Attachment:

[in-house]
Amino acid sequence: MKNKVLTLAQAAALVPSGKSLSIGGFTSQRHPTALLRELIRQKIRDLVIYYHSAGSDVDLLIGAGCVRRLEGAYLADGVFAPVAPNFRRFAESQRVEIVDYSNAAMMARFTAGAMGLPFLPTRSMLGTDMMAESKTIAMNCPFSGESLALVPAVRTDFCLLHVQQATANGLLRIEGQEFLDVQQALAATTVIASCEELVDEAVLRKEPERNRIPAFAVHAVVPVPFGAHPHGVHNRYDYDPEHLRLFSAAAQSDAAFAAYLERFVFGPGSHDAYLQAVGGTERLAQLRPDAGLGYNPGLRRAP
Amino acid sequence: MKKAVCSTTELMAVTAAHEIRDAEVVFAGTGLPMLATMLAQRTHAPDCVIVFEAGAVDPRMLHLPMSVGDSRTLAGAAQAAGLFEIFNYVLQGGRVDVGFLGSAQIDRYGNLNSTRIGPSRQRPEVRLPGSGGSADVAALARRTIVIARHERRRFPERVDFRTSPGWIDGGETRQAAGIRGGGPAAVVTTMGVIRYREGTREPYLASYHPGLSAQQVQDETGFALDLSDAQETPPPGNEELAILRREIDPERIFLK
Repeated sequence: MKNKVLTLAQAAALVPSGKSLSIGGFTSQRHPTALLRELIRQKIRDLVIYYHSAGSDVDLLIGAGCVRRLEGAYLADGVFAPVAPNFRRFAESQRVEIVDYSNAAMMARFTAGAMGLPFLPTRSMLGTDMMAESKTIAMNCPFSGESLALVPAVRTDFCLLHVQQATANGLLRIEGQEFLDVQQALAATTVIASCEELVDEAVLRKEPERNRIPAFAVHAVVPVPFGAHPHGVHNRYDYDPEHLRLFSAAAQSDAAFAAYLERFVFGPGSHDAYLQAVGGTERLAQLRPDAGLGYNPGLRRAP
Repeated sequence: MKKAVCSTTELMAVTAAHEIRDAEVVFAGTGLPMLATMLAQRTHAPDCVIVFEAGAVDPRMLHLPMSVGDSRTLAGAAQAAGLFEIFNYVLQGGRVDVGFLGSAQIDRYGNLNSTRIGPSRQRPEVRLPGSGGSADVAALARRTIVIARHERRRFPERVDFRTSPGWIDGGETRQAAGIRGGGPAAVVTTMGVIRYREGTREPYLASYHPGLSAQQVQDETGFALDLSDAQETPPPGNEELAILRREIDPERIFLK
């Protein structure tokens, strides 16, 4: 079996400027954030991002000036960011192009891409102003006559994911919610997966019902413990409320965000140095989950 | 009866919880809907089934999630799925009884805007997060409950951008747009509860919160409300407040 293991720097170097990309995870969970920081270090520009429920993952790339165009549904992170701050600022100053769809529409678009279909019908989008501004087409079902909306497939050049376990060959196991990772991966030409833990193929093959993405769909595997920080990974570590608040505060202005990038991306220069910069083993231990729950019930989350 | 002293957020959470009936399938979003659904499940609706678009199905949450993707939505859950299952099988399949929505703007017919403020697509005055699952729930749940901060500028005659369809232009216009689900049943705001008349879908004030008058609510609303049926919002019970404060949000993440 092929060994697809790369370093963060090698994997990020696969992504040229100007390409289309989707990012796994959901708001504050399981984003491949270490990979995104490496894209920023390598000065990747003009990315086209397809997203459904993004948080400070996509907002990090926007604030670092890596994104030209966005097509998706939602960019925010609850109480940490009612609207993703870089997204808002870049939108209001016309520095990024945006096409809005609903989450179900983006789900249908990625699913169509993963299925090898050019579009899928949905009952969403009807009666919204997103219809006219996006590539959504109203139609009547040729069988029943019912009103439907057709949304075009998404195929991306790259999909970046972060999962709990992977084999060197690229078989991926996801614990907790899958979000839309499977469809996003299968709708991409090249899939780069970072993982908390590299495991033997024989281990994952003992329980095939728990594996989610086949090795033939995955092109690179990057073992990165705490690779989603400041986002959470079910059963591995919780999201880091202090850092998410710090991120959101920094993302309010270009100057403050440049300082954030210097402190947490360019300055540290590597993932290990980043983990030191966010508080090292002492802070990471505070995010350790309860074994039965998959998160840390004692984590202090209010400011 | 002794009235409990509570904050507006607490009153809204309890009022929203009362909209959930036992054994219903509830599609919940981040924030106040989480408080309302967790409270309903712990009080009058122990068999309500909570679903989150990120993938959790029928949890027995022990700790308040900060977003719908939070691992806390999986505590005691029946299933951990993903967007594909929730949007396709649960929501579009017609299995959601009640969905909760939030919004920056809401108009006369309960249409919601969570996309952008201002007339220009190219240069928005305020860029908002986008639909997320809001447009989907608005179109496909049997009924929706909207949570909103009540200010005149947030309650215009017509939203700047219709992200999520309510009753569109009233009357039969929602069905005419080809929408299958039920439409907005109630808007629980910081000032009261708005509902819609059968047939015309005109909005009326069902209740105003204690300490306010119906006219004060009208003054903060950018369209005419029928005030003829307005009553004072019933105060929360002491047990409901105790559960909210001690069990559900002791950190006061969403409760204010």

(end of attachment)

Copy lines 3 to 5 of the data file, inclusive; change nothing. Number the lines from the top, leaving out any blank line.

Amino acid sequence: MKKAVCSTTELMAVTAAHEIRDAEVVFAGTGLPMLATMLAQRTHAPDCVIVFEAGAVDPRMLHLPMSVGDSRTLAGAAQAAGLFEIFNYVLQGGRVDVGFLGSAQIDRYGNLNSTRIGPSRQRPEVRLPGSGGSADVAALARRTIVIARHERRRFPERVDFRTSPGWIDGGETRQAAGIRGGGPAAVVTTMGVIRYREGTREPYLASYHPGLSAQQVQDETGFALDLSDAQETPPPGNEELAILRREIDPERIFLK
Repeated sequence: MKNKVLTLAQAAALVPSGKSLSIGGFTSQRHPTALLRELIRQKIRDLVIYYHSAGSDVDLLIGAGCVRRLEGAYLADGVFAPVAPNFRRFAESQRVEIVDYSNAAMMARFTAGAMGLPFLPTRSMLGTDMMAESKTIAMNCPFSGESLALVPAVRTDFCLLHVQQATANGLLRIEGQEFLDVQQALAATTVIASCEELVDEAVLRKEPERNRIPAFAVHAVVPVPFGAHPHGVHNRYDYDPEHLRLFSAAAQSDAAFAAYLERFVFGPGSHDAYLQAVGGTERLAQLRPDAGLGYNPGLRRAP
Repeated sequence: MKKAVCSTTELMAVTAAHEIRDAEVVFAGTGLPMLATMLAQRTHAPDCVIVFEAGAVDPRMLHLPMSVGDSRTLAGAAQAAGLFEIFNYVLQGGRVDVGFLGSAQIDRYGNLNSTRIGPSRQRPEVRLPGSGGSADVAALARRTIVIARHERRRFPERVDFRTSPGWIDGGETRQAAGIRGGGPAAVVTTMGVIRYREGTREPYLASYHPGLSAQQVQDETGFALDLSDAQETPPPGNEELAILRREIDPERIFLK